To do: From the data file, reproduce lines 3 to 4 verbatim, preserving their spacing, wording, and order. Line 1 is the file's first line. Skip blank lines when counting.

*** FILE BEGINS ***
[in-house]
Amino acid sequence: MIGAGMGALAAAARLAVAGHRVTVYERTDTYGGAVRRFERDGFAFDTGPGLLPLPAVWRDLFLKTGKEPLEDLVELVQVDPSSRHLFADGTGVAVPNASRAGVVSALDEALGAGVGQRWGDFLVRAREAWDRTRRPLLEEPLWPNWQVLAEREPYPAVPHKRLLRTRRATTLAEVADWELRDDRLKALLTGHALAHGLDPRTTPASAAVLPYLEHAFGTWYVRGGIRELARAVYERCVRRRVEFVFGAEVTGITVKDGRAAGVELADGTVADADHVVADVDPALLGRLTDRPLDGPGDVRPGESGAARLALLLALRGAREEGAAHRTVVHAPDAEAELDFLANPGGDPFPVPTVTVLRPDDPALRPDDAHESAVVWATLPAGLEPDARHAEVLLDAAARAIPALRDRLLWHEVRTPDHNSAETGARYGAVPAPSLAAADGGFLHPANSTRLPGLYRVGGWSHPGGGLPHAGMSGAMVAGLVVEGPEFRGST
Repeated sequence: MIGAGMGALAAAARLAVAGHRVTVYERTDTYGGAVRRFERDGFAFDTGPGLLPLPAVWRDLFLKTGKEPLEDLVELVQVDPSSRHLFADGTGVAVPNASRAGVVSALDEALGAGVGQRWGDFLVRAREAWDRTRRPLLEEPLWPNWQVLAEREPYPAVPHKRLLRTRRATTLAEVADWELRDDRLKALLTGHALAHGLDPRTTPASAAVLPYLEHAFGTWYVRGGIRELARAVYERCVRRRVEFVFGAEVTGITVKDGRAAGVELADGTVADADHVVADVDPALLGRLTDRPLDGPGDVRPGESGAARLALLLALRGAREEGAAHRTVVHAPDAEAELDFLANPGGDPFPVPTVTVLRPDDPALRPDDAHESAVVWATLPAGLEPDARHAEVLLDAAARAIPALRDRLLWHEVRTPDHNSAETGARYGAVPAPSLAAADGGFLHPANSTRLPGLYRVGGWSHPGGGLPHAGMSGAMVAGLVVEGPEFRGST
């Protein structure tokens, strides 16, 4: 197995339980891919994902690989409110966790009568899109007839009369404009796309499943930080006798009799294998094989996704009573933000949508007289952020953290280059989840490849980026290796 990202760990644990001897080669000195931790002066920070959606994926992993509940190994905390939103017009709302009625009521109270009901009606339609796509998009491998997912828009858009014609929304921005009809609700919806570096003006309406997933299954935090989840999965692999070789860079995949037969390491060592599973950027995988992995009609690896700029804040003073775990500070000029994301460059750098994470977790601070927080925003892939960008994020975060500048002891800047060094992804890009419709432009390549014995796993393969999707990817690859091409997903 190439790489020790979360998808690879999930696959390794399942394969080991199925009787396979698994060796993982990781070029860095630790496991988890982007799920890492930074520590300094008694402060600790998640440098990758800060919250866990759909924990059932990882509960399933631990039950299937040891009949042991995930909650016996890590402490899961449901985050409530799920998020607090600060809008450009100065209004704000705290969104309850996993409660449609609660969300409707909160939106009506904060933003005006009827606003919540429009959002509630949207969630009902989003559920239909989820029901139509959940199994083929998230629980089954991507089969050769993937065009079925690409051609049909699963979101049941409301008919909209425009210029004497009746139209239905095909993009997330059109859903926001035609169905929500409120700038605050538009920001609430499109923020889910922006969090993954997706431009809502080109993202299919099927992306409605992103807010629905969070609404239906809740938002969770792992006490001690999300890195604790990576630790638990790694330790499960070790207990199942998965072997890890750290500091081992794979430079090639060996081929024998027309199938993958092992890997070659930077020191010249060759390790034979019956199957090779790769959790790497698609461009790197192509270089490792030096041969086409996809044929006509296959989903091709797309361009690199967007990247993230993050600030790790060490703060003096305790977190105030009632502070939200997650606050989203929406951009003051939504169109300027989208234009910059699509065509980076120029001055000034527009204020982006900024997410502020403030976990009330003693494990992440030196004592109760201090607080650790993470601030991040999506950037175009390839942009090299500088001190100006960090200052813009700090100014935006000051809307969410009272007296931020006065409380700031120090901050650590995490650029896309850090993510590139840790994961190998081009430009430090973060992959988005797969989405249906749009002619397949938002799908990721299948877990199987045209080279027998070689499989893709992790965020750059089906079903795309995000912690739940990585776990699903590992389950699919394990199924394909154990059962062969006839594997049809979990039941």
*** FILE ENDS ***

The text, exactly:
Repeated sequence: MIGAGMGALAAAARLAVAGHRVTVYERTDTYGGAVRRFERDGFAFDTGPGLLPLPAVWRDLFLKTGKEPLEDLVELVQVDPSSRHLFADGTGVAVPNASRAGVVSALDEALGAGVGQRWGDFLVRAREAWDRTRRPLLEEPLWPNWQVLAEREPYPAVPHKRLLRTRRATTLAEVADWELRDDRLKALLTGHALAHGLDPRTTPASAAVLPYLEHAFGTWYVRGGIRELARAVYERCVRRRVEFVFGAEVTGITVKDGRAAGVELADGTVADADHVVADVDPALLGRLTDRPLDGPGDVRPGESGAARLALLLALRGAREEGAAHRTVVHAPDAEAELDFLANPGGDPFPVPTVTVLRPDDPALRPDDAHESAVVWATLPAGLEPDARHAEVLLDAAARAIPALRDRLLWHEVRTPDHNSAETGARYGAVPAPSLAAADGGFLHPANSTRLPGLYRVGGWSHPGGGLPHAGMSGAMVAGLVVEGPEFRGST
């Protein structure tokens, strides 16, 4: 197995339980891919994902690989409110966790009568899109007839009369404009796309499943930080006798009799294998094989996704009573933000949508007289952020953290280059989840490849980026290796 990202760990644990001897080669000195931790002066920070959606994926992993509940190994905390939103017009709302009625009521109270009901009606339609796509998009491998997912828009858009014609929304921005009809609700919806570096003006309406997933299954935090989840999965692999070789860079995949037969390491060592599973950027995988992995009609690896700029804040003073775990500070000029994301460059750098994470977790601070927080925003892939960008994020975060500048002891800047060094992804890009419709432009390549014995796993393969999707990817690859091409997903 190439790489020790979360998808690879999930696959390794399942394969080991199925009787396979698994060796993982990781070029860095630790496991988890982007799920890492930074520590300094008694402060600790998640440098990758800060919250866990759909924990059932990882509960399933631990039950299937040891009949042991995930909650016996890590402490899961449901985050409530799920998020607090600060809008450009100065209004704000705290969104309850996993409660449609609660969300409707909160939106009506904060933003005006009827606003919540429009959002509630949207969630009902989003559920239909989820029901139509959940199994083929998230629980089954991507089969050769993937065009079925690409051609049909699963979101049941409301008919909209425009210029004497009746139209239905095909993009997330059109859903926001035609169905929500409120700038605050538009920001609430499109923020889910922006969090993954997706431009809502080109993202299919099927992306409605992103807010629905969070609404239906809740938002969770792992006490001690999300890195604790990576630790638990790694330790499960070790207990199942998965072997890890750290500091081992794979430079090639060996081929024998027309199938993958092992890997070659930077020191010249060759390790034979019956199957090779790769959790790497698609461009790197192509270089490792030096041969086409996809044929006509296959989903091709797309361009690199967007990247993230993050600030790790060490703060003096305790977190105030009632502070939200997650606050989203929406951009003051939504169109300027989208234009910059699509065509980076120029001055000034527009204020982006900024997410502020403030976990009330003693494990992440030196004592109760201090607080650790993470601030991040999506950037175009390839942009090299500088001190100006960090200052813009700090100014935006000051809307969410009272007296931020006065409380700031120090901050650590995490650029896309850090993510590139840790994961190998081009430009430090973060992959988005797969989405249906749009002619397949938002799908990721299948877990199987045209080279027998070689499989893709992790965020750059089906079903795309995000912690739940990585776990699903590992389950699919394990199924394909154990059962062969006839594997049809979990039941």